I didn't attend preschool. Instead, I attended college. My mom was taking college courses and she would take me with her. I remember sitting there, with a snack of dry Cheerios, taking in parts of the lectures while I drew pictures.
Then, Kindergarten came. I went to the neighborhood school, two or three blocks from our house. That was, well, rather pointless. Toward the end of the year, they tested for the Gifted Program, for the following year.
First grade, I was in another school, in the Gifted Program. I stayed there for first & second grades. The work was too easy & boring. I was quiet and shy, not really social like most of my classmates. I started slacking, yes in 2nd grade, so my grades would drop & I'd have to leave the Gifted Program (I knew my parents wouldn't let me leave the program any other way). For 3rd grade, I tried out the Arts Program. That sucked, and was even more boring academically. So, back to the Gifted Program for 4th.
I won't bore you with details of all 13 years. So, I'll just give you the short version. School sucked. I went to 7 different schools. I was in the Gifted Program, the Creative & Performing Arts Program, and the regular program. The work was boring and way too easy. There was no part of school that I found challenging. I was not very popular, seeing as it's hard to make friends when you are the weird smart kid, even in the Gifted Program (you know, the program specifically for the weird smart kids). I spent most of class time reading novels.
Most of what I learned, was from things I did outside of school. I spent hours at the public library. I took classes at the Community College. I followed my interests, learned about things I wanted to know more about. I visited museums & zoos. I went to theater performances. I volunteered. I babysat. I had jobs. I read voraciously. I had plenty of time to do all of that since my homework was done before I got home, unless it was a long term assignment like a research paper.
I feel that my years in public school were a lot of wasted time. I could have used that time to learn & do so much more. However, I also feel that I did a very good job supplementing my education. Yes, my family helped, a little. It was usually my grandparents taking me to museums & zoos, sometimes aunts & uncles. My parents signed me up for the classes at the Community College and drove me there. Mostly, everyone kind of stayed out my way. My parents weren't very concerned with how I spent my time, as long as I wasn't getting in trouble. So, I had plenty of opportunity to follow my interests. My family wasn't always supportive, especially when my interests ran in a more creative direction, but I learned to ignore them and not let them stand in my way.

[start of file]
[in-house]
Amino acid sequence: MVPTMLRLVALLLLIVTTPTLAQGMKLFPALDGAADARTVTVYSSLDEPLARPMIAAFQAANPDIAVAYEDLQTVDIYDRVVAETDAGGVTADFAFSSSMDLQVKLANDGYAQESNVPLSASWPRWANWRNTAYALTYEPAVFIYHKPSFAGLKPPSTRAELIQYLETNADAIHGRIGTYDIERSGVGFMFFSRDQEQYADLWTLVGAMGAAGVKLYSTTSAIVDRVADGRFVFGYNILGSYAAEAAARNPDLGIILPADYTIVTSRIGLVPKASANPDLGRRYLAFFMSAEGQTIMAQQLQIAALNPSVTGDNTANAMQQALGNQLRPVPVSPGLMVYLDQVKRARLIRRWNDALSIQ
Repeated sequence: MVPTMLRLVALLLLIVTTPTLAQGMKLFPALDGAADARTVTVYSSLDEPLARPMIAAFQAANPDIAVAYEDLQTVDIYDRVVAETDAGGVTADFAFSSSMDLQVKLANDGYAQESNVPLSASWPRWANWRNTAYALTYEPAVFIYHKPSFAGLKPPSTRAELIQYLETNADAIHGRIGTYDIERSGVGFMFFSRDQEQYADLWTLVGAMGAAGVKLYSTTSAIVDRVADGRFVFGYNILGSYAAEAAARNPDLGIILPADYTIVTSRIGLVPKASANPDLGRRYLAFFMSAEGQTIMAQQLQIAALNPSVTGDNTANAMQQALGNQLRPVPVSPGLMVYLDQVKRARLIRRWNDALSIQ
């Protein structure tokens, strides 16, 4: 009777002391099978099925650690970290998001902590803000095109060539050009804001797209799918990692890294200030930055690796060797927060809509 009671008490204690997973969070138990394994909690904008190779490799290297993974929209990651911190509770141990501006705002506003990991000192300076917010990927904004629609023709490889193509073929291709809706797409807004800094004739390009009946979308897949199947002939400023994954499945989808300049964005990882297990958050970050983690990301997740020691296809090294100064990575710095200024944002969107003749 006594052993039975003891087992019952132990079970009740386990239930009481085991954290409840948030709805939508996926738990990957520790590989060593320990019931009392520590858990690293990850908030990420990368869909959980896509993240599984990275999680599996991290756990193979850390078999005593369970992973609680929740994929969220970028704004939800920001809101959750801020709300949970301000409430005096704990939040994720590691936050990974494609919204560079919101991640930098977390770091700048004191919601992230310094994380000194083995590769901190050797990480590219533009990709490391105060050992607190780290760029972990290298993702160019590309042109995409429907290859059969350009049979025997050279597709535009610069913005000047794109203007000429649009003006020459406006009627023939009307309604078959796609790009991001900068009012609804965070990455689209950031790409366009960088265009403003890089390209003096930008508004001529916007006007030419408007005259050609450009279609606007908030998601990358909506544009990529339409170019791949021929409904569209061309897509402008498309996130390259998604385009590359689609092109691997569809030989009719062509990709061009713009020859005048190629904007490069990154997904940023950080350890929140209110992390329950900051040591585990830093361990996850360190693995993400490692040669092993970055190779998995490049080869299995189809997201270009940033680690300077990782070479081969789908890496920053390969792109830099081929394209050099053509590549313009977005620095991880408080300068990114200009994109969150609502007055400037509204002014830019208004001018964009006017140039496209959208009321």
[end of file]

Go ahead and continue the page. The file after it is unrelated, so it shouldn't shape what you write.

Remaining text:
When I sent my daughter to school, I planned to supplement her education the way I had supplemented mine. I would take her to museums & zoos. I would take her to the theater. I would sign her up for classes that she was interested in taking. I would fill the house with books. I would allow her to follow her interests. I would give her the support & encouragement that I only sometimes had.
We haven't gone to as many museums, zoos, and theater performances as I wanted. Of course, that is because I spend so much money on their regular academics and the many extra things they want to learn. We do get in some trips to museums & zoos, though. We haven't been able to get them to the theater yet, but we're hoping to get to a performance of The Nutcracker this December and My Fair Lady next year.
My kids enjoy watching documentaries and reading. They have huge rock collections. They enjoy museums and zoos. They climb trees, have their own tools, and start their own long term projects like keeping a weather journal. I'd like to think they would still do these things, even if they were in public school. I would still be supplementing their education if they were in public school. We would still have family game nights & family movie nights. I would still be introducing them to their heritage. I would still be supporting & encouraging them in their interests.
We homeschool, not because of the experiences they wouldn't have, but because of the lack of personalized education. They wouldn't be allowed to work at their own pace. I don't care what a school says; I have heard many claim that the students get to work at their own pace. However, I've yet to find one that would actually allow a child to truly work at their own pace - to be at a different level in every subject, to have their work spanning 5 or more grade levels. I could have sent my kids to public school, and just hoped that it didn't kill their love of learning. However, my daughter was suffering due to her being the smart weird kid. Her love of learning was being crushed out of her. So, why leave her there?
I homeschool because it is what is best for my kids. I don't homeschool because I had a bad experience with public school. Just because I though school sucked, it doesn't automatically mean that my kids would have the same opinion. It was a possibility that they wouldn't hate it as much as I did. It was possible that they would have been fine with the after school supplementing I would have done. However, that didn't work out & now we homeschool. I know my kids are getting an excellent and well-rounded education, and they are getting it all day, not just after school.